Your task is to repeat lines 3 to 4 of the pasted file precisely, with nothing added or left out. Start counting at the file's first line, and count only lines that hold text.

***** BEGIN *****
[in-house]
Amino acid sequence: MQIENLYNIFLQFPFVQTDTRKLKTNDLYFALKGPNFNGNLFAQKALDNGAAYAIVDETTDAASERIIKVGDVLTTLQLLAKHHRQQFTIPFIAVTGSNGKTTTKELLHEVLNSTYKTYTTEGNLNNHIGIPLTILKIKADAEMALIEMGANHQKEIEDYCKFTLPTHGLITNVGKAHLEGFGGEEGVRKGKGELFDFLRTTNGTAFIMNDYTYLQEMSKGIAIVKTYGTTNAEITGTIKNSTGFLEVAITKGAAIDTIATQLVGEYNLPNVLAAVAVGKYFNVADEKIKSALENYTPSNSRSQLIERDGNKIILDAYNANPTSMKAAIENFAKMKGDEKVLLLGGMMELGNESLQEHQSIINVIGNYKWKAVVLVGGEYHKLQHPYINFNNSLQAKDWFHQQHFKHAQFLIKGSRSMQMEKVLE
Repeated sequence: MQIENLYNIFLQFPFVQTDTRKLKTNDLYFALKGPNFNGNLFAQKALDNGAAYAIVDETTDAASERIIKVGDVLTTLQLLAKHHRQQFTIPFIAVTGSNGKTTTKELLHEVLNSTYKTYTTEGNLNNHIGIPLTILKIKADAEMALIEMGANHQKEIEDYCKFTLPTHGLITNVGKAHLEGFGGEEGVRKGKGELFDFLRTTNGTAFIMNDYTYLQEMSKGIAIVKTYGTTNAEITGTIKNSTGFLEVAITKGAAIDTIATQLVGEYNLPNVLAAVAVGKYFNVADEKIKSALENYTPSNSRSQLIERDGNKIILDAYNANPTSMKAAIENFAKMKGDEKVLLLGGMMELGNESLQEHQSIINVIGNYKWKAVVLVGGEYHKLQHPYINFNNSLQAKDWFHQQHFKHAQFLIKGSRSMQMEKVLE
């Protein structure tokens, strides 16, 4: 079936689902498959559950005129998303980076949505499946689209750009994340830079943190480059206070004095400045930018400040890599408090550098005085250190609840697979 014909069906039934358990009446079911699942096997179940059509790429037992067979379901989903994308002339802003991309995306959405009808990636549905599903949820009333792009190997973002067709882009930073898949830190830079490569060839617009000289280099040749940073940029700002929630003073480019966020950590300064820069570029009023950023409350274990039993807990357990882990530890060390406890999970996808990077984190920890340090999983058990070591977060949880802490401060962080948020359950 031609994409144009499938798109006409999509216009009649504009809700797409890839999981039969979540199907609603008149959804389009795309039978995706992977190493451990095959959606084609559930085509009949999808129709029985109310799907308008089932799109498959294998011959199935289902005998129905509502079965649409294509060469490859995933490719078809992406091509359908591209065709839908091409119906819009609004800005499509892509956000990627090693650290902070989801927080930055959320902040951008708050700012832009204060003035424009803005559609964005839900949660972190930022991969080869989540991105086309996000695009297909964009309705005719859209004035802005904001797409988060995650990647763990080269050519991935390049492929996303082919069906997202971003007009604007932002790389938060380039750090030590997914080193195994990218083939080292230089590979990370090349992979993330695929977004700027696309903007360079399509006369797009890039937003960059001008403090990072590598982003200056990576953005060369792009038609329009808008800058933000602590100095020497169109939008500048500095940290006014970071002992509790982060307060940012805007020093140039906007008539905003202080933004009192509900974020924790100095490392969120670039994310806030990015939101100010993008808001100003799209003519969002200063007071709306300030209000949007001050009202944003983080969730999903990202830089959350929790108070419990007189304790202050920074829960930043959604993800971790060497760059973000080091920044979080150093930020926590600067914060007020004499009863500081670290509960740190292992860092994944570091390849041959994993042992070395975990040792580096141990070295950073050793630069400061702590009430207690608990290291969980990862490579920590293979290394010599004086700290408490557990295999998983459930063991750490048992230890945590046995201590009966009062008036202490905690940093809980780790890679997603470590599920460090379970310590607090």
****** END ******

Repeated sequence: MQIENLYNIFLQFPFVQTDTRKLKTNDLYFALKGPNFNGNLFAQKALDNGAAYAIVDETTDAASERIIKVGDVLTTLQLLAKHHRQQFTIPFIAVTGSNGKTTTKELLHEVLNSTYKTYTTEGNLNNHIGIPLTILKIKADAEMALIEMGANHQKEIEDYCKFTLPTHGLITNVGKAHLEGFGGEEGVRKGKGELFDFLRTTNGTAFIMNDYTYLQEMSKGIAIVKTYGTTNAEITGTIKNSTGFLEVAITKGAAIDTIATQLVGEYNLPNVLAAVAVGKYFNVADEKIKSALENYTPSNSRSQLIERDGNKIILDAYNANPTSMKAAIENFAKMKGDEKVLLLGGMMELGNESLQEHQSIINVIGNYKWKAVVLVGGEYHKLQHPYINFNNSLQAKDWFHQQHFKHAQFLIKGSRSMQMEKVLE
């Protein structure tokens, strides 16, 4: 079936689902498959559950005129998303980076949505499946689209750009994340830079943190480059206070004095400045930018400040890599408090550098005085250190609840697979 014909069906039934358990009446079911699942096997179940059509790429037992067979379901989903994308002339802003991309995306959405009808990636549905599903949820009333792009190997973002067709882009930073898949830190830079490569060839617009000289280099040749940073940029700002929630003073480019966020950590300064820069570029009023950023409350274990039993807990357990882990530890060390406890999970996808990077984190920890340090999983058990070591977060949880802490401060962080948020359950 031609994409144009499938798109006409999509216009009649504009809700797409890839999981039969979540199907609603008149959804389009795309039978995706992977190493451990095959959606084609559930085509009949999808129709029985109310799907308008089932799109498959294998011959199935289902005998129905509502079965649409294509060469490859995933490719078809992406091509359908591209065709839908091409119906819009609004800005499509892509956000990627090693650290902070989801927080930055959320902040951008708050700012832009204060003035424009803005559609964005839900949660972190930022991969080869989540991105086309996000695009297909964009309705005719859209004035802005904001797409988060995650990647763990080269050519991935390049492929996303082919069906997202971003007009604007932002790389938060380039750090030590997914080193195994990218083939080292230089590979990370090349992979993330695929977004700027696309903007360079399509006369797009890039937003960059001008403090990072590598982003200056990576953005060369792009038609329009808008800058933000602590100095020497169109939008500048500095940290006014970071002992509790982060307060940012805007020093140039906007008539905003202080933004009192509900974020924790100095490392969120670039994310806030990015939101100010993008808001100003799209003519969002200063007071709306300030209000949007001050009202944003983080969730999903990202830089959350929790108070419990007189304790202050920074829960930043959604993800971790060497760059973000080091920044979080150093930020926590600067914060007020004499009863500081670290509960740190292992860092994944570091390849041959994993042992070395975990040792580096141990070295950073050793630069400061702590009430207690608990290291969980990862490579920590293979290394010599004086700290408490557990295999998983459930063991750490048992230890945590046995201590009966009062008036202490905690940093809980780790890679997603470590599920460090379970310590607090």